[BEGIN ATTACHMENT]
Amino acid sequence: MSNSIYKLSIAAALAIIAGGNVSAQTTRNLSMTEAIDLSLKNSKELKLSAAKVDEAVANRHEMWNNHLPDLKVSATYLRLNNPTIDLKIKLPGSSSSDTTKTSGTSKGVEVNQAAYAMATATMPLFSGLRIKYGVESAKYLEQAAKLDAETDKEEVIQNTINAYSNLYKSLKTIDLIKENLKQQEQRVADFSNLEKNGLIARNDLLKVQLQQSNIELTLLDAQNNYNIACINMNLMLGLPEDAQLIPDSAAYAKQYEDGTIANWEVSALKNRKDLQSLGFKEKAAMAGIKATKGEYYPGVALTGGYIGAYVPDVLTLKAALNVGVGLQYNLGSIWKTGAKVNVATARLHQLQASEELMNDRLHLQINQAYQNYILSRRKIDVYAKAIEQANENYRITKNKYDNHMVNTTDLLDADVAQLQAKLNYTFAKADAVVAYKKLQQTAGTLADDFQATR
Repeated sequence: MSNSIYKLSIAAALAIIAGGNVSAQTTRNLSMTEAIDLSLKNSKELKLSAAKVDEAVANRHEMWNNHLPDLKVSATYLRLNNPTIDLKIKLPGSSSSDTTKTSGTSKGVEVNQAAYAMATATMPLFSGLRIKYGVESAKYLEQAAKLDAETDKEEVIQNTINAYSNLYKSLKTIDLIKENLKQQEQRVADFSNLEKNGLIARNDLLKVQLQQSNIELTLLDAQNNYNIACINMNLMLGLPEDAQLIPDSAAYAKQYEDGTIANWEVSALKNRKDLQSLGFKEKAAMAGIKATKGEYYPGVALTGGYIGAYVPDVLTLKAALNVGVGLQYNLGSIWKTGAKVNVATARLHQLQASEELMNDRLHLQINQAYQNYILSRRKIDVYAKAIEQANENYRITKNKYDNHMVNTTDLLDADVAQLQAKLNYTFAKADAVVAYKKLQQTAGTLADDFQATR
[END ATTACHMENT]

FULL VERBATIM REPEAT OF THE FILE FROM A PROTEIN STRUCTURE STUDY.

Amino acid sequence: MSNSIYKLSIAAALAIIAGGNVSAQTTRNLSMTEAIDLSLKNSKELKLSAAKVDEAVANRHEMWNNHLPDLKVSATYLRLNNPTIDLKIKLPGSSSSDTTKTSGTSKGVEVNQAAYAMATATMPLFSGLRIKYGVESAKYLEQAAKLDAETDKEEVIQNTINAYSNLYKSLKTIDLIKENLKQQEQRVADFSNLEKNGLIARNDLLKVQLQQSNIELTLLDAQNNYNIACINMNLMLGLPEDAQLIPDSAAYAKQYEDGTIANWEVSALKNRKDLQSLGFKEKAAMAGIKATKGEYYPGVALTGGYIGAYVPDVLTLKAALNVGVGLQYNLGSIWKTGAKVNVATARLHQLQASEELMNDRLHLQINQAYQNYILSRRKIDVYAKAIEQANENYRITKNKYDNHMVNTTDLLDADVAQLQAKLNYTFAKADAVVAYKKLQQTAGTLADDFQATR
Repeated sequence: MSNSIYKLSIAAALAIIAGGNVSAQTTRNLSMTEAIDLSLKNSKELKLSAAKVDEAVANRHEMWNNHLPDLKVSATYLRLNNPTIDLKIKLPGSSSSDTTKTSGTSKGVEVNQAAYAMATATMPLFSGLRIKYGVESAKYLEQAAKLDAETDKEEVIQNTINAYSNLYKSLKTIDLIKENLKQQEQRVADFSNLEKNGLIARNDLLKVQLQQSNIELTLLDAQNNYNIACINMNLMLGLPEDAQLIPDSAAYAKQYEDGTIANWEVSALKNRKDLQSLGFKEKAAMAGIKATKGEYYPGVALTGGYIGAYVPDVLTLKAALNVGVGLQYNLGSIWKTGAKVNVATARLHQLQASEELMNDRLHLQINQAYQNYILSRRKIDVYAKAIEQANENYRITKNKYDNHMVNTTDLLDADVAQLQAKLNYTFAKADAVVAYKKLQQTAGTLADDFQATR